**2018**, 54, 254–262. [Google Scholar] [CrossRef] - Chau, K.T.; Chan, C.C.; Liu, C. Overview of Permanent-Magnet Brushless Drives for Electric and Hybrid Electric Vehicles. IEEE Trans. Ind. Electron.
**2008**, 55, 2246–2257. [Google Scholar] [CrossRef] [Green Version] - Chan, C. The state of the art of electric and hybrid vehicles [Prolog]. Proc. IEEE
**2002**, 90, 245–246. [Google Scholar] [CrossRef] - Zeraoulia, M.; El, M.; Benbouzid, H.; Diallo, D. Electric Motor Drive Selection Issues for HEV Propulsion Systems: A Comparative Study. IEEE Trans. Veh. Technol.
**2006**, 55, 1756–1764. [Google Scholar] [CrossRef] [Green Version] - Zeng, X.; Wang, J. A Parallel Hybrid Electric Vehicle Energy Management Strategy Using Stochastic Model Predictive Control with Road Grade Preview. IEEE Trans. Control Syst. Technol.
**2015**, 23, 2416–2423. [Google Scholar] [CrossRef] - Golchoubian, P.; Azad, N.L. Real-Time Nonlinear Model Predictive Control of a Battery–Supercapacitor Hybrid Energy Storage System in Electric Vehicles. IEEE Trans. Veh. Technol.
**2017**, 66, 9678–9688. [Google Scholar] [CrossRef] - Yu, J.; Zhang, T.; Qian, J. Electrical Motor Products: International Energy-Efficiency Standards and Testing Methods; Elsevier: Amsterdam, The Netherlands, 2011. [Google Scholar]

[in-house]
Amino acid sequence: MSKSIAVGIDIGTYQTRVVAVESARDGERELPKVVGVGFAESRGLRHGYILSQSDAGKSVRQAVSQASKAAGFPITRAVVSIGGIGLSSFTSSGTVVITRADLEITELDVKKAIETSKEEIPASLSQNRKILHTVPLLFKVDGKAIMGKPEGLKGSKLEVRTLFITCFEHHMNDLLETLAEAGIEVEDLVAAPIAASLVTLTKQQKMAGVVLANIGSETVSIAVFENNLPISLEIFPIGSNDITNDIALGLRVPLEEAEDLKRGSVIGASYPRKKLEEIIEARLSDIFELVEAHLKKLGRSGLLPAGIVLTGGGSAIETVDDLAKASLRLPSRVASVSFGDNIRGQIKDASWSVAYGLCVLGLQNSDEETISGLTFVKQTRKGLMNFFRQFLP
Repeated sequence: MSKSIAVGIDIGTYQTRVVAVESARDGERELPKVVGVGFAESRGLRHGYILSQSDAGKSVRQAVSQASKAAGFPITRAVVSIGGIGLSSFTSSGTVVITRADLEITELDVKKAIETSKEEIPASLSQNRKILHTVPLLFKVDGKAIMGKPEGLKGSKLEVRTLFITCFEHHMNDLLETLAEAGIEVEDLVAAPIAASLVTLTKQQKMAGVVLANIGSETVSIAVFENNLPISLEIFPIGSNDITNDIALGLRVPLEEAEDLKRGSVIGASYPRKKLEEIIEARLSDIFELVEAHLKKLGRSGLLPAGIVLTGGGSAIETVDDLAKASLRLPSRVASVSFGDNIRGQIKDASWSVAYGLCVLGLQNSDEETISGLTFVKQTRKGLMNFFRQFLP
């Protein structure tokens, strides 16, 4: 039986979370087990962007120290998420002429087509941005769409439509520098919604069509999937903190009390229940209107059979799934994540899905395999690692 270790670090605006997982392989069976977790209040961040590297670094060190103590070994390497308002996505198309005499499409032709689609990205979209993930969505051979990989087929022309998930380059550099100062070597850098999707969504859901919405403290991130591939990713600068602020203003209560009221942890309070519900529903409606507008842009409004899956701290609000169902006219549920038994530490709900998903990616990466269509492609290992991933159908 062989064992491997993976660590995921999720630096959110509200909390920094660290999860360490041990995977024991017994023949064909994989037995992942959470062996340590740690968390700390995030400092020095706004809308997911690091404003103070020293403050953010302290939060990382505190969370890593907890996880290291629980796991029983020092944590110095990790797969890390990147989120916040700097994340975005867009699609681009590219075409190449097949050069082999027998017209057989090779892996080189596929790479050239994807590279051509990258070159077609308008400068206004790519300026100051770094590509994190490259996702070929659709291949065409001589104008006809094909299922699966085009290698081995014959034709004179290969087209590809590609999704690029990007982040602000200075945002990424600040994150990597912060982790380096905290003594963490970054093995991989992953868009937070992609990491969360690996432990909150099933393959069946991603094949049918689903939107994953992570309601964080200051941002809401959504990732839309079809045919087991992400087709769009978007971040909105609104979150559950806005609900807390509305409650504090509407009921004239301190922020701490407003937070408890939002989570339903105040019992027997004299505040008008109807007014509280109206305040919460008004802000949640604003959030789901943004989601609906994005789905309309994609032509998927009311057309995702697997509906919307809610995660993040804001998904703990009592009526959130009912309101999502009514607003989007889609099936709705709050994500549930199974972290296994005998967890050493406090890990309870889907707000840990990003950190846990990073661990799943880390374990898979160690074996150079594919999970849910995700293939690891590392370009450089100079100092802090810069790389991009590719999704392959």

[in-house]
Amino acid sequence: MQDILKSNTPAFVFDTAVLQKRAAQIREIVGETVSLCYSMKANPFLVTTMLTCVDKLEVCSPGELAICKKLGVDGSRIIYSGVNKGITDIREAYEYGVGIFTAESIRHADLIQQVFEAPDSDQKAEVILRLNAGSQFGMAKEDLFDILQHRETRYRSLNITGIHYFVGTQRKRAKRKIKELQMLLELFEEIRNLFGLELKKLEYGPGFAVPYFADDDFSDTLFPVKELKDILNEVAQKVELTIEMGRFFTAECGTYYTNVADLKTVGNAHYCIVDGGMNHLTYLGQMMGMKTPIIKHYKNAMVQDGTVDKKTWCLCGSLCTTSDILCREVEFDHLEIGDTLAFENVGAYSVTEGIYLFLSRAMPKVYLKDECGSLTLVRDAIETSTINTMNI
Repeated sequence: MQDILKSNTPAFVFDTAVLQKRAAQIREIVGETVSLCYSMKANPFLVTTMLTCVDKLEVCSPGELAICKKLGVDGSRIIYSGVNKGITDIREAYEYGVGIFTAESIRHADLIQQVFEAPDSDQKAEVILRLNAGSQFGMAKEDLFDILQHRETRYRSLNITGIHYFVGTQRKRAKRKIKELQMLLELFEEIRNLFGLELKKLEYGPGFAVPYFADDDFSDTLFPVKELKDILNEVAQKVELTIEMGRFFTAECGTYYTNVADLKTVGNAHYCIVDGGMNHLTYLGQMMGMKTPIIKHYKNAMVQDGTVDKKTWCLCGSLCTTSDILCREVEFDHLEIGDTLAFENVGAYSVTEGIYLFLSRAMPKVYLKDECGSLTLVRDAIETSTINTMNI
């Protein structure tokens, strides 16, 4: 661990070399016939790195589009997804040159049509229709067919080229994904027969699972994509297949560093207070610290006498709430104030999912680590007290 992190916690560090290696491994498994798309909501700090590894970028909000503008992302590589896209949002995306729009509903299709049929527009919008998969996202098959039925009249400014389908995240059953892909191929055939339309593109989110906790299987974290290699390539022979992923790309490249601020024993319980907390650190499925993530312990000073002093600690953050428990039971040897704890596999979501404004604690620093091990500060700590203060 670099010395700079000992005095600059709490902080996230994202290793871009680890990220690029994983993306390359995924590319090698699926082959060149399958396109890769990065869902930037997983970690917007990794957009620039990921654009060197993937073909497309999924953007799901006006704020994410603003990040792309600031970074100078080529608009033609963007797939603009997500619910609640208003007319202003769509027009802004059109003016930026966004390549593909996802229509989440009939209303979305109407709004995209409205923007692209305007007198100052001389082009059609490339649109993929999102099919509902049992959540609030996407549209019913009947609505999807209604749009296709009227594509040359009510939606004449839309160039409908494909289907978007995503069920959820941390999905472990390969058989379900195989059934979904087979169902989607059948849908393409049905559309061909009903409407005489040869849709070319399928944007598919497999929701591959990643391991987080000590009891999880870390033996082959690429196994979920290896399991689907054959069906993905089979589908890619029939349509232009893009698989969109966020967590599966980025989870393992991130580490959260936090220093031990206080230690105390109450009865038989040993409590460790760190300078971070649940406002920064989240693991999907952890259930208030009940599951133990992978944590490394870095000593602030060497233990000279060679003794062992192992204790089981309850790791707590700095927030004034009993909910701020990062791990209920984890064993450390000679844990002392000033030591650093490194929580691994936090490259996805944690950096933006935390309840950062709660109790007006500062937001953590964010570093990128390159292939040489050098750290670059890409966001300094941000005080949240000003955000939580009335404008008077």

- Manias, S. Power Electronics and Motor Drive Systems; Academic Press: Cambridge, MA, USA, 2016. [Google Scholar]
- Kumar, B.P.; Krishnan, C.M.C. Comparative study of different control algorithms on Brushless DC motors. In Proceedings of the 2016 Biennial International Conference on Power and Energy Systems: Towards Sustainable Energy (PESTSE), Bangalore, India, 21–23 January 2016. [Google Scholar]
- Wang, S.; Li, C.; Che, C.; Xu, D. Direct Torque Control for 2L-VSI PMSM Using Switching Instant Table. IEEE Trans. Ind. Electron.
**2018**, 65, 9410–9420. [Google Scholar] [CrossRef] - Ren, Y.; Zhu, Z.Q. Reduction of Both Harmonic Current and Torque Ripple for Dual Three-Phase Permanent-Magnet Synchronous Machine Using Modified Switching-Table-Based Direct Torque Control. IEEE Trans. Ind. Electron.
**2015**, 62, 6671–6683. [Google Scholar] [CrossRef] - Xia, C.; Chen, H.; Li, X.; Shi, T. Direct self-control strategy for brushless DC motor with reduced torque ripple. IET Electr. Power Appl.
**2018**, 12, 398–404. [Google Scholar] [CrossRef] - Masmoudi, M.; Badsi, B.E.; Masmoudi, A. Direct Torque Control of Brushless DC Motor Drives With Improved Reliability. IEEE Trans. Ind. Appl.
**2014**, 50, 3744–3753. [Google Scholar] [CrossRef] - Sun, G.; Ma, Z.; Yu, J. Discrete-Time Fractional Order Terminal Sliding Mode Tracking Control for Linear Motor. IEEE Trans. Ind. Electron.
**2018**, 65, 3386–3394. [Google Scholar] [CrossRef] - Quang, N.K.; Hieu, N.T.; Ha, Q.P. FPGA-Based Sensorless PMSM Speed Control Using Reduced-Order Extended Kalman Filters. IEEE Trans. Ind. Electron.
**2014**, 61, 6574–6582. [Google Scholar] [CrossRef] - Guney, E.; Demir, M. A comparative velocity control study of permanent magnet tubular linear DC motor by using PID and fuzzy-PID controllers. In Proceedings of the 2017 International Conference on Control, Automation and Diagnosis, ICCAD 2017, Hammamet, Tunisia, 19–21 January 2017. [Google Scholar]
- Lievre, A.; Pelissier, S.; Sari, A.; Venet, P.; Hijazi, A. Luenberger observer for SoC determination of lithium-ion cells in mild hybrid vehicles, compared to a Kalman filter. In Proceedings of the 2015 10th International Conference on Ecological Vehicles and Renewable Energies, EVER, Monte Carlo, Monaco, 31 March–2 April 2015. [Google Scholar]